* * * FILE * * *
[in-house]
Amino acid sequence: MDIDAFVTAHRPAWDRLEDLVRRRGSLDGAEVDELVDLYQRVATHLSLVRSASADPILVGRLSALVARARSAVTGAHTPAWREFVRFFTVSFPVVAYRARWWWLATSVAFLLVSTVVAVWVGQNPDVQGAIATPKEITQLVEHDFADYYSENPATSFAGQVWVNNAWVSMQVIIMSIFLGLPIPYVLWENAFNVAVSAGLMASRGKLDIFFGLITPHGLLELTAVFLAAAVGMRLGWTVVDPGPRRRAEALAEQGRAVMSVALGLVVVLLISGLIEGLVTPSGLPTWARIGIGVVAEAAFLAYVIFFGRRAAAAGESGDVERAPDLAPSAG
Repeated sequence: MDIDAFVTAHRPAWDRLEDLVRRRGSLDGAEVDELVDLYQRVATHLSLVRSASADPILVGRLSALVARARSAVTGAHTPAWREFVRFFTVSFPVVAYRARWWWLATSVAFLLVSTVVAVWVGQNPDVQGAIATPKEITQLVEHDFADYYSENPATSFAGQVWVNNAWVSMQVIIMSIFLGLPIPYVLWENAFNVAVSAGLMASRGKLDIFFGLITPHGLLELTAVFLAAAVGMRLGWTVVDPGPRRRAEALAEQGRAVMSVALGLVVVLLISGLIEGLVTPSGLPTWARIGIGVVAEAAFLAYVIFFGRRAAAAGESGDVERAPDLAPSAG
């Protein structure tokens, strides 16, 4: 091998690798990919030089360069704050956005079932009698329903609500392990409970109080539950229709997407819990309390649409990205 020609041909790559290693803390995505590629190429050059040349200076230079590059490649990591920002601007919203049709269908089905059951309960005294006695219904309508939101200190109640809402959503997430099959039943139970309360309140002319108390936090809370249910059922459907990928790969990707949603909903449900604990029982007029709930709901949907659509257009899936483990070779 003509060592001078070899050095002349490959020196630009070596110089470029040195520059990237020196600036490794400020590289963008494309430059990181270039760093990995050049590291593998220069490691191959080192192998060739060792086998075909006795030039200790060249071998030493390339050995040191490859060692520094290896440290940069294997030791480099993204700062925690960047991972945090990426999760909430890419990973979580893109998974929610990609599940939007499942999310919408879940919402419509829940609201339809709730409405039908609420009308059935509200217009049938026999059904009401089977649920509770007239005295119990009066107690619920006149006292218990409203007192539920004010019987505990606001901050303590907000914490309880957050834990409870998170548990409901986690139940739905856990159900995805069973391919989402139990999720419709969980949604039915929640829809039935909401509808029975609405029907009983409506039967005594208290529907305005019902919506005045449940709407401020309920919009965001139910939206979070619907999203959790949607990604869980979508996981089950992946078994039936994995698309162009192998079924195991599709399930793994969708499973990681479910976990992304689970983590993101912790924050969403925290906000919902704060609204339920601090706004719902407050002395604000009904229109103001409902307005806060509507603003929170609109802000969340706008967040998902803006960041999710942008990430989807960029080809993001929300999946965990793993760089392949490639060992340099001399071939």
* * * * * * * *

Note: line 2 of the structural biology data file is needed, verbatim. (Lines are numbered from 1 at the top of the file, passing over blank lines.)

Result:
Amino acid sequence: MDIDAFVTAHRPAWDRLEDLVRRRGSLDGAEVDELVDLYQRVATHLSLVRSASADPILVGRLSALVARARSAVTGAHTPAWREFVRFFTVSFPVVAYRARWWWLATSVAFLLVSTVVAVWVGQNPDVQGAIATPKEITQLVEHDFADYYSENPATSFAGQVWVNNAWVSMQVIIMSIFLGLPIPYVLWENAFNVAVSAGLMASRGKLDIFFGLITPHGLLELTAVFLAAAVGMRLGWTVVDPGPRRRAEALAEQGRAVMSVALGLVVVLLISGLIEGLVTPSGLPTWARIGIGVVAEAAFLAYVIFFGRRAAAAGESGDVERAPDLAPSAG